Whew…after many international flights and a broken laptop I am at last back to blogging! And before we leave Earthscapes I wanted to highlight a few details in their natural playground work….careful attention to the details is what transforms a playscape from ‘looks good’ to ‘plays great’, and over the last five years of looking incessantly at playgrounds I’ve really begun to focus on the small things.
Fortunately, playgrounds are starting to ‘look’ a whole lot better, and a whole lot more natural, than they were five years ago. But the subtleties of playability can be harder to grasp. So here are some learning points from the Earthscapes work:
1. A low table with ‘straddle’ seating (arranged something like a spider) is much more manageable for small children than a traditional height table with forward facing benches. Ever seen a kid try to get their little legs up and over a bench? Tough, and sometimes leads to falls. Straddle seats are much better, and they make for fast sitting down and getting up, which teachers also appreciate!
2. The addition of a short run of fence along the crest of the hill for a hill slide adds another playable feature to that space, and integrates the ‘grab bar’ over the slide into the landscape design rather than having it hang out by itself as an awkward square. Note that on this slide there are multiple ways up the hill. There should always be multiple ways up a hill! It encourages more active play and cuts down on the ‘get in line’ nature of the slide.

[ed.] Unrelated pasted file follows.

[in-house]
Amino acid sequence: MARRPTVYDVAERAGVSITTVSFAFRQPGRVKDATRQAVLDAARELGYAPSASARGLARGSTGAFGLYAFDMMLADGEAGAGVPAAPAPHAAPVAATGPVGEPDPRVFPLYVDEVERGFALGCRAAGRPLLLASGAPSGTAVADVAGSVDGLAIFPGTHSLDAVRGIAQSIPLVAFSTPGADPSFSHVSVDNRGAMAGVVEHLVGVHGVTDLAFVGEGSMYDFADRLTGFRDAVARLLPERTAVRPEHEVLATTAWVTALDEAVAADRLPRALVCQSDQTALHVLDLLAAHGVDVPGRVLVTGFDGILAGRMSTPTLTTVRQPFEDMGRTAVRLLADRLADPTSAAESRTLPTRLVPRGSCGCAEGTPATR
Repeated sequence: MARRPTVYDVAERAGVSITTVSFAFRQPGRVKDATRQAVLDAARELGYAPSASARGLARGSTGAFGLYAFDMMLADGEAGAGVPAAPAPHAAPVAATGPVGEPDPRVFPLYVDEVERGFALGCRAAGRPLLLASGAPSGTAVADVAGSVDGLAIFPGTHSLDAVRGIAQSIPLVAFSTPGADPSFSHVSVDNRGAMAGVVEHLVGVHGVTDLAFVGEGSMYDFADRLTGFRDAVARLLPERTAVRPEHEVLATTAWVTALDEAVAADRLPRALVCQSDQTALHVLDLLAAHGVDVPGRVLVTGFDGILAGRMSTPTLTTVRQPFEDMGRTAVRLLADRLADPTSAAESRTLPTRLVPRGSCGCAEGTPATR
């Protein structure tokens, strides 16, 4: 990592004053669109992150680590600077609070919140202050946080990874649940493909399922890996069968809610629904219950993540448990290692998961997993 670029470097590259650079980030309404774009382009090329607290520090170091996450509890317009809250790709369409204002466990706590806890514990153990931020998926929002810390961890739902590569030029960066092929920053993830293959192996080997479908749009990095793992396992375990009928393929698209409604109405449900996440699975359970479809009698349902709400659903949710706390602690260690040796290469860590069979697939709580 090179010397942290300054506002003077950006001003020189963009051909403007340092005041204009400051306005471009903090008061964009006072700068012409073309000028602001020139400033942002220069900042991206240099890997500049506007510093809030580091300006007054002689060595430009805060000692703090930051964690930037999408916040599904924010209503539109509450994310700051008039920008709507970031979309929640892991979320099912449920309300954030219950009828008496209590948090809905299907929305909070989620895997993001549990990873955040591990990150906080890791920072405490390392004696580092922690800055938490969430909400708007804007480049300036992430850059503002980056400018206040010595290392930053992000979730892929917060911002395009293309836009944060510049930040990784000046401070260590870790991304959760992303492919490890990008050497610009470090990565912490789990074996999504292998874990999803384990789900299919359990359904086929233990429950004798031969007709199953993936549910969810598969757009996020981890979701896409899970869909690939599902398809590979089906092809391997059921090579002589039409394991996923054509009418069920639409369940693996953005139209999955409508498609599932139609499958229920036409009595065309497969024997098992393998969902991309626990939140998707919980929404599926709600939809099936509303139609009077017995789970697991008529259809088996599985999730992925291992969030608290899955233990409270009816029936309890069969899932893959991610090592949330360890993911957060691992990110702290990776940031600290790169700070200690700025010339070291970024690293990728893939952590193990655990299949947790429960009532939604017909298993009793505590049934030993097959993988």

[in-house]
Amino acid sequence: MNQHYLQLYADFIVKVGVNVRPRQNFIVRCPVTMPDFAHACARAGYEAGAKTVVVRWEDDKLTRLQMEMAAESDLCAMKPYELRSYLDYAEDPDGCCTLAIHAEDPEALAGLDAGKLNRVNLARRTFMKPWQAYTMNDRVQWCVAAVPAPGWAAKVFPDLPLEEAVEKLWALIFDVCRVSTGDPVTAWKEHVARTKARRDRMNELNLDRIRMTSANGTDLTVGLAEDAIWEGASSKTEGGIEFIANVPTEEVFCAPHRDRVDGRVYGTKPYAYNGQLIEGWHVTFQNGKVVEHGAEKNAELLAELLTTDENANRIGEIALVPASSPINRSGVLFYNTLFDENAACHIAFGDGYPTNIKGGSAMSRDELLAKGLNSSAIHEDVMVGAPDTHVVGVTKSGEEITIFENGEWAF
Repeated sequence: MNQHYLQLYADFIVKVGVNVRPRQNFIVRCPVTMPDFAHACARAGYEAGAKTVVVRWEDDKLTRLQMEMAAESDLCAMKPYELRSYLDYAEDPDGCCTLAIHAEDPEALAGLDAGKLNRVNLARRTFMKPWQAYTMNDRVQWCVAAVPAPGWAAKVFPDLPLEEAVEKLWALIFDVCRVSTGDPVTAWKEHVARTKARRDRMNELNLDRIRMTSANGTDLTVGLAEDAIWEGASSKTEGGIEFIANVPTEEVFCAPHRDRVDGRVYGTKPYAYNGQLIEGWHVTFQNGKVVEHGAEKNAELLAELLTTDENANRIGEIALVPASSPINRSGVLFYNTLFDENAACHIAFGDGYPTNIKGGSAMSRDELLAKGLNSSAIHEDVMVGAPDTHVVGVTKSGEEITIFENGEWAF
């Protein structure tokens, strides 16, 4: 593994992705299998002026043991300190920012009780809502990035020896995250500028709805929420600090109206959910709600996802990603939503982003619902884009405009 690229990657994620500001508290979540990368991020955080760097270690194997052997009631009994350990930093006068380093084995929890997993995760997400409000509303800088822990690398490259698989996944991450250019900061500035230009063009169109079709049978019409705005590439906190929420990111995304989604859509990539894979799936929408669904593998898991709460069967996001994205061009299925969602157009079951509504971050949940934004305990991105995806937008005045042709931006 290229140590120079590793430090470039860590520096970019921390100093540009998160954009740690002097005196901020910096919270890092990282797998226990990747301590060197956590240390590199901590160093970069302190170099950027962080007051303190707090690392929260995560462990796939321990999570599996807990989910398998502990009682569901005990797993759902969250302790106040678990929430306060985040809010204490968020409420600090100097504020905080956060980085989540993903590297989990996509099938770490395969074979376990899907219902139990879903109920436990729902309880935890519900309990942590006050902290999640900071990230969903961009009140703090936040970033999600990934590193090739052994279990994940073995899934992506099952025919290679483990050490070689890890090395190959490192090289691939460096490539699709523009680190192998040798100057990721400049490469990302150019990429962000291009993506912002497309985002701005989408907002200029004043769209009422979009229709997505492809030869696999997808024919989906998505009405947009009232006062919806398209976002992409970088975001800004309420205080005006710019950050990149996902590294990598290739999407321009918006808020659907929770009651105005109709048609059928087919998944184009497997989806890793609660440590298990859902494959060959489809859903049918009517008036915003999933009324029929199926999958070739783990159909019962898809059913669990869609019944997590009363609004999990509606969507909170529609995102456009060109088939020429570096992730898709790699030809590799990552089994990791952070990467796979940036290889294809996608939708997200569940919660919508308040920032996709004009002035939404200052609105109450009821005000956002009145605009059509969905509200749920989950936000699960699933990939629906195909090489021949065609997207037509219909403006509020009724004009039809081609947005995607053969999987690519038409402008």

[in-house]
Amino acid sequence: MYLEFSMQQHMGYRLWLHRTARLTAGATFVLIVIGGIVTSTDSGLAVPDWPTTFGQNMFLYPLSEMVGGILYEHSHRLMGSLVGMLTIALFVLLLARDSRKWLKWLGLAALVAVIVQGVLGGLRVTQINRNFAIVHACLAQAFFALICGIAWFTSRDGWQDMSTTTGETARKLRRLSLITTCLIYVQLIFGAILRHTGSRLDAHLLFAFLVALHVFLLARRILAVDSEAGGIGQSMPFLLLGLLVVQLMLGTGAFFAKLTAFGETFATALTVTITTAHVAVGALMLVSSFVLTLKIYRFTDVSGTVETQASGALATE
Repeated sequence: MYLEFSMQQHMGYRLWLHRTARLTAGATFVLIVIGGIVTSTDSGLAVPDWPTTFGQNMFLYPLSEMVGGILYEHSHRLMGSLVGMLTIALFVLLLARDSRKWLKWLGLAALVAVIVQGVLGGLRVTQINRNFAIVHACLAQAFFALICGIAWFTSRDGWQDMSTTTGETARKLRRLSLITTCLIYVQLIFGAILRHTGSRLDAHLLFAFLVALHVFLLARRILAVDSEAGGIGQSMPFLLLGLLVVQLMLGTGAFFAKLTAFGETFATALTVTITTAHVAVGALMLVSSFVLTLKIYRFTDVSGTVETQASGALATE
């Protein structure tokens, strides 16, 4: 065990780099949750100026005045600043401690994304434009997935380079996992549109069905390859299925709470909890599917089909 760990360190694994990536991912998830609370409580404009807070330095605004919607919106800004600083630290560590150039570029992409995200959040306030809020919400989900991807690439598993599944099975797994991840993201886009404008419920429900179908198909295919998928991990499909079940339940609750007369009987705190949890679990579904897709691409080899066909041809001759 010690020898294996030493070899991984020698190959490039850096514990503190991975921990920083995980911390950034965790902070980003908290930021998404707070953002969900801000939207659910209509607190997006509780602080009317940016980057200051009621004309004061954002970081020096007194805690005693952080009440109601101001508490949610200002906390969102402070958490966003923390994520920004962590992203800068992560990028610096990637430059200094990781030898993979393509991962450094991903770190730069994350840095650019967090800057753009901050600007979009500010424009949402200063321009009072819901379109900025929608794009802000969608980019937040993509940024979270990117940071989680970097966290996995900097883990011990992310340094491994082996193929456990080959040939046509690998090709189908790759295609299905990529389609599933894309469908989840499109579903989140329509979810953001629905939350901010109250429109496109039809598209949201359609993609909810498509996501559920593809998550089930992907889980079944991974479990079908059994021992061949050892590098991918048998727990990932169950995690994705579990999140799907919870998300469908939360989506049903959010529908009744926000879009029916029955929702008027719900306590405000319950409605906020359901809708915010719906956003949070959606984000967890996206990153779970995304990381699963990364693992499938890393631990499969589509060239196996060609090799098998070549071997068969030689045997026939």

3. Add a track! I’ve said this alot, but make every effort to include a complete circuit somewhere in your design. This change alone can lead to much more active play, and it allows high-energy players to race around the truck without bothering lower-energy players in the center. This is particularly essential in a small playscape (like this one), where the high-energy kiddos tend to just bounce around, annoying the other players. Give them a track. If at all possible, vary the track by having some small hills, a change in materials from smooth surfacing to wood decking to bricks or cobbles, maybe a bridge. Sections of concrete or asphalt surfacing in the track can double as chalkboards, too.